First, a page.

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The present invention relates to a putter-type golf club. More specifically, the present invention relates to a putter-type golf club that embodies a means of alignment to aid the golfer in judging direction when making a putting stroke in combination with a method of insertion of the neck of the golf club into the head of the golf club to further assist the golfer in judging the length and pace of the putting stroke.
One aspect of the present invention is a putter-type golf club head with a deep alignment channel. This channel is approximately the same width as a standard golf ball, and, according to a preferred embodiment, this channel is black or dark in colour so as to contrast with the white or light colour of the golf ball and with a border on its perimeter. The depth of the alignment channel, running from the face to the rear of the club head, should preferably be of sufficient length to create a visual impression to the golfer of the ball being ‘scooped’ in between the white or light-coloured border into the back of the illusory channel/cavity. This will provide the golfer with unique assistance in terms of aligning the puffer to the target at address, stroke and follow-through, and also in judging the strength required in the stroke action.
The alignment channel has a white or light-coloured border on its perimeter, save for where the alignment channel abuts the face of the putter head. This is to visually create an illusory ball ‘scoop’ catchment area. The alignment channel and border may contrast by colour, tone, relief, texture, finish or a combination of the above.
Another aspect of the present invention is the interaction of the neck of the putter with the head of the putter. The neck of the putter-type golf club is the interaction between the shaft of the club and the head of the club. It is normal for the neck to connect with the head of a putter-type club vertically on to the top of the head. In the present invention, the neck is inserted laterally through the side of the head of the putter, such that it runs parallel to the face of the putter head and for substantially the length of the putter head. The neck then connects at its other end with the shaft of the club.
This method of connection of the neck to the club head and shaft will provide the golfer with direct feedback upon contact with the golf ball through the face of the club head, to the neck, the shaft and then to the grip at the top of the shaft and to the golfer's hands. This will improve significantly the golfer's ability, over the traditional method of connection of the neck to the club head, to gauge the distance and pace of the golf shot.
In making golf shots, and this is particularly true of putting shots, the golfer is interested in attaining the optimum “feel” from the golf club. “Feel” is based on a combination of factors, but generally the better the “feel”, the more likely the golfer's ability to judge direction and distance in his/her shot. The present invention optimises “feel” by combining its unique alignment channel, with the unique neck insertion into the putter head, and with a number of other factors. These factors include the putter head being manufactured from aluminium. Aluminium is a softer material than, for example, stainless steel, which, in a preferred embodiment, is the material from which the shaft and neck are manufactured. The result of this combination of materials is that “feel” or “feedback” is better transmitted to the golfer's hands rather than it being dispersed evenly throughout the club head as is the case if only one material is used.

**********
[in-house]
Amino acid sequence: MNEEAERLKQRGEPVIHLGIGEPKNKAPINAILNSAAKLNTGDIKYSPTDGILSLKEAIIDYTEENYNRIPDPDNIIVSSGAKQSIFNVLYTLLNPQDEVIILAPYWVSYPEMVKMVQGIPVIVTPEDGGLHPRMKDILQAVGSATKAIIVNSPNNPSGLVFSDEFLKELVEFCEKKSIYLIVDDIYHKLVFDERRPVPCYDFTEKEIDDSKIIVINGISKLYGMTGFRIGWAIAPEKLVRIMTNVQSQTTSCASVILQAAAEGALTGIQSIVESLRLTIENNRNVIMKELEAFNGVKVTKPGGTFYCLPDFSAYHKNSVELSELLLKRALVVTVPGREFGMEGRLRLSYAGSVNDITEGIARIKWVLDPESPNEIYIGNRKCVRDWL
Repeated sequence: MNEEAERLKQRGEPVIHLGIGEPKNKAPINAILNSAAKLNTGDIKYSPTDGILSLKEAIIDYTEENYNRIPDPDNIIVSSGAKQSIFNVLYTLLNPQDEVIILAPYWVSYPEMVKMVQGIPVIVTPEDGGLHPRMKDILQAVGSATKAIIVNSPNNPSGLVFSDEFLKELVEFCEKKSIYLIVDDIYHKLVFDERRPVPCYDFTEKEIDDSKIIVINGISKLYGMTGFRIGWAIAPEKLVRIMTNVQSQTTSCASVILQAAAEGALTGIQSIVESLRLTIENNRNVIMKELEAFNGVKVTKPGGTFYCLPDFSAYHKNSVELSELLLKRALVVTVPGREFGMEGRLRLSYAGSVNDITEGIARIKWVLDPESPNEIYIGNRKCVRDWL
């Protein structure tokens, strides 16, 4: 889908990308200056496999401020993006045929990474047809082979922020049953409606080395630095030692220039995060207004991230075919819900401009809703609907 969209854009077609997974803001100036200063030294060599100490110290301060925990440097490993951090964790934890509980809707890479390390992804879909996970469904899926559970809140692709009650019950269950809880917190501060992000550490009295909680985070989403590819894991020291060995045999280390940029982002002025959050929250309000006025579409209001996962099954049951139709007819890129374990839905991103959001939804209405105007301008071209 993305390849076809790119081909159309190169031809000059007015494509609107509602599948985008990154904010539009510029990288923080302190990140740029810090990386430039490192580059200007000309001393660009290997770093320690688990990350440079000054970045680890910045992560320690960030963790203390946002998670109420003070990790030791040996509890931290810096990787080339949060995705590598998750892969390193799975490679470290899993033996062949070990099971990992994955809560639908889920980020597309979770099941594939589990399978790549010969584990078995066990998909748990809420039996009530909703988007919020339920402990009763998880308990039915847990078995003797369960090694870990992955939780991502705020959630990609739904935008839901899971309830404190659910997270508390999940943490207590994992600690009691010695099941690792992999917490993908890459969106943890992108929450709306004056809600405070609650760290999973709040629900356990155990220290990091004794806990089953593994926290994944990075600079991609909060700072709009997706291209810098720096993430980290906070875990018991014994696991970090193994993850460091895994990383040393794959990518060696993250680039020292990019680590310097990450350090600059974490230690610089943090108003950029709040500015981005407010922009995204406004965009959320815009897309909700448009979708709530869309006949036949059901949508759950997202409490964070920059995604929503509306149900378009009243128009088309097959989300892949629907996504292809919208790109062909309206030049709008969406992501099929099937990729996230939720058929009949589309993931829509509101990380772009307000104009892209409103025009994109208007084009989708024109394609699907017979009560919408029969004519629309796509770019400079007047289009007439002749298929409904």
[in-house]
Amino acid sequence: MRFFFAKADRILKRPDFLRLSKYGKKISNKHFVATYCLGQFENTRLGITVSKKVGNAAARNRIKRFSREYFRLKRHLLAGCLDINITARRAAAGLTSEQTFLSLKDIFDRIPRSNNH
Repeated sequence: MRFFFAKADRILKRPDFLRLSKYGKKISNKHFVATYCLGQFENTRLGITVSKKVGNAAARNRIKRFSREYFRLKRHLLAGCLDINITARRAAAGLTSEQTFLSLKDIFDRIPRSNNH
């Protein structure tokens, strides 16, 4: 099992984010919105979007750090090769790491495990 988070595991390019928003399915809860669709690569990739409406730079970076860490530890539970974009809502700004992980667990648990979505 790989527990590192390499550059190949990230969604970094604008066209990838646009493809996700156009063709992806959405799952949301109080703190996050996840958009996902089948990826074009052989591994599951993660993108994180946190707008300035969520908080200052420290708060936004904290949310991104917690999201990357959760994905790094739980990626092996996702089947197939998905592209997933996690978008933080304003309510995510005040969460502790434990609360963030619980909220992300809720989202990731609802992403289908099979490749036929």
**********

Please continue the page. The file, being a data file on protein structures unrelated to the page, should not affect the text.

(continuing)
Another factor embodied in the present invention that helps to optimise “feel” is the insertion of a rear weight disc into the putter head. In a preferred embodiment, the rear weight disc is manufactured from nickel, or from any other material that is denser than aluminium, which serves to balance the aluminium putter head with a near 50/50 front/rear weight distribution. Small nickel inserts are also added to the “arms” or “wings” to minimise the torque effects of off-centre hits, and to improve the stability and balance of the putter head. The present invention also incorporates through-holes that run parallel to the face of the putter head and are located between the neck insertion and the rear disc insertion. In a preferred embodiment there are three through-holes, equidistant and on the same horizontal axis. These are to further emphasise the weighting towards the front and rear extremes, to afford so-called “forgiveness”.
When these factors are combined the weight of the putter head is concentrated in a long line along the alignment channel, and thereby along the axis of the putting stroke path. This can be contrasted with a more laterally weighted traditional “blade” putter head which is more disposed to allowing lateral movement during the stroke, thereby increasing the chances of a ‘mis-cued’ shot.
A further feature of the present invention is that the face of the putter head is lowered at the lateral ends of the face to create stepped “arms” or “wings”. This result is to expose the central alignment portion such that it is raised relative to the lateral ends of the face of the putter head. This exposed, relatively narrow portion of the face forces the golfer to concentrate on ensuring this portion makes contact with the golf ball, and thus encourages the golfer to keep his/her head down throughout the complete stroke.